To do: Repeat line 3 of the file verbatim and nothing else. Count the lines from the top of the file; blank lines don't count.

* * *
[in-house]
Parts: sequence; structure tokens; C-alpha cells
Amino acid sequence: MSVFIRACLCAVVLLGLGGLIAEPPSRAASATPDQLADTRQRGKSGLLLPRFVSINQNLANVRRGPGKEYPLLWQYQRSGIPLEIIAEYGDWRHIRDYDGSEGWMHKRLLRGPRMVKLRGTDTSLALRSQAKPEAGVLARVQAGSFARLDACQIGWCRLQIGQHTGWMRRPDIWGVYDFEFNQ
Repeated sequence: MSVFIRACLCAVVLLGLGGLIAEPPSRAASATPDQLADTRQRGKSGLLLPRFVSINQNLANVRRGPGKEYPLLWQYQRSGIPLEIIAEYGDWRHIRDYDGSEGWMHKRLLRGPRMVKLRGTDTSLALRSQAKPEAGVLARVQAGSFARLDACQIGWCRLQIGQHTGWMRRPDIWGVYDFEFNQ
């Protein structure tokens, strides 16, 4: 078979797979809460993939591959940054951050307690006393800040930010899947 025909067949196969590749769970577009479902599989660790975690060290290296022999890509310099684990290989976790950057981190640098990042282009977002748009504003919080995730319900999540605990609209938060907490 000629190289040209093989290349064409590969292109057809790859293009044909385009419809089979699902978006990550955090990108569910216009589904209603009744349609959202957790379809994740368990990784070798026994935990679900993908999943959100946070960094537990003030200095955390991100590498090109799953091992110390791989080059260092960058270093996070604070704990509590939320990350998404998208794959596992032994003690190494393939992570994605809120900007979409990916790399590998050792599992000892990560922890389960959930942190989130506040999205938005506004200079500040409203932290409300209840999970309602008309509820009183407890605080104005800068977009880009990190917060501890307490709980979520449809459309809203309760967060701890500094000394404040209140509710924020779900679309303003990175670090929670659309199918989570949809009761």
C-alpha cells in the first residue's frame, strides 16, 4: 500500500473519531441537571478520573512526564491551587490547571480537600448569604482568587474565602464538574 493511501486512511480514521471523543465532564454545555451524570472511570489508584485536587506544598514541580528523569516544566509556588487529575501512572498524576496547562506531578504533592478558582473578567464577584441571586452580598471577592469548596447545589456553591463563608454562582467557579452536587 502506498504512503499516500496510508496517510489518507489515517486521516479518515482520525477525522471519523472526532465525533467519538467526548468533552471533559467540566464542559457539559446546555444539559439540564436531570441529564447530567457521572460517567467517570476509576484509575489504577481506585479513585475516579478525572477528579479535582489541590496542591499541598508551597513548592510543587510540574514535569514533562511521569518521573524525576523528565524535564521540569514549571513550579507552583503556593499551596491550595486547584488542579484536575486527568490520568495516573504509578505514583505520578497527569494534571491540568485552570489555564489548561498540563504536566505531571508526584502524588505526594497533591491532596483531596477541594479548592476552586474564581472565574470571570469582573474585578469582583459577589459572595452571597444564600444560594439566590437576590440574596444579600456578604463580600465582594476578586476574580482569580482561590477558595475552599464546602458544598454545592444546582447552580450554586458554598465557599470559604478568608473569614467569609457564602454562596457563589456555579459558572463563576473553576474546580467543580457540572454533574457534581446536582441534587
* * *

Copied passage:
Amino acid sequence: MSVFIRACLCAVVLLGLGGLIAEPPSRAASATPDQLADTRQRGKSGLLLPRFVSINQNLANVRRGPGKEYPLLWQYQRSGIPLEIIAEYGDWRHIRDYDGSEGWMHKRLLRGPRMVKLRGTDTSLALRSQAKPEAGVLARVQAGSFARLDACQIGWCRLQIGQHTGWMRRPDIWGVYDFEFNQ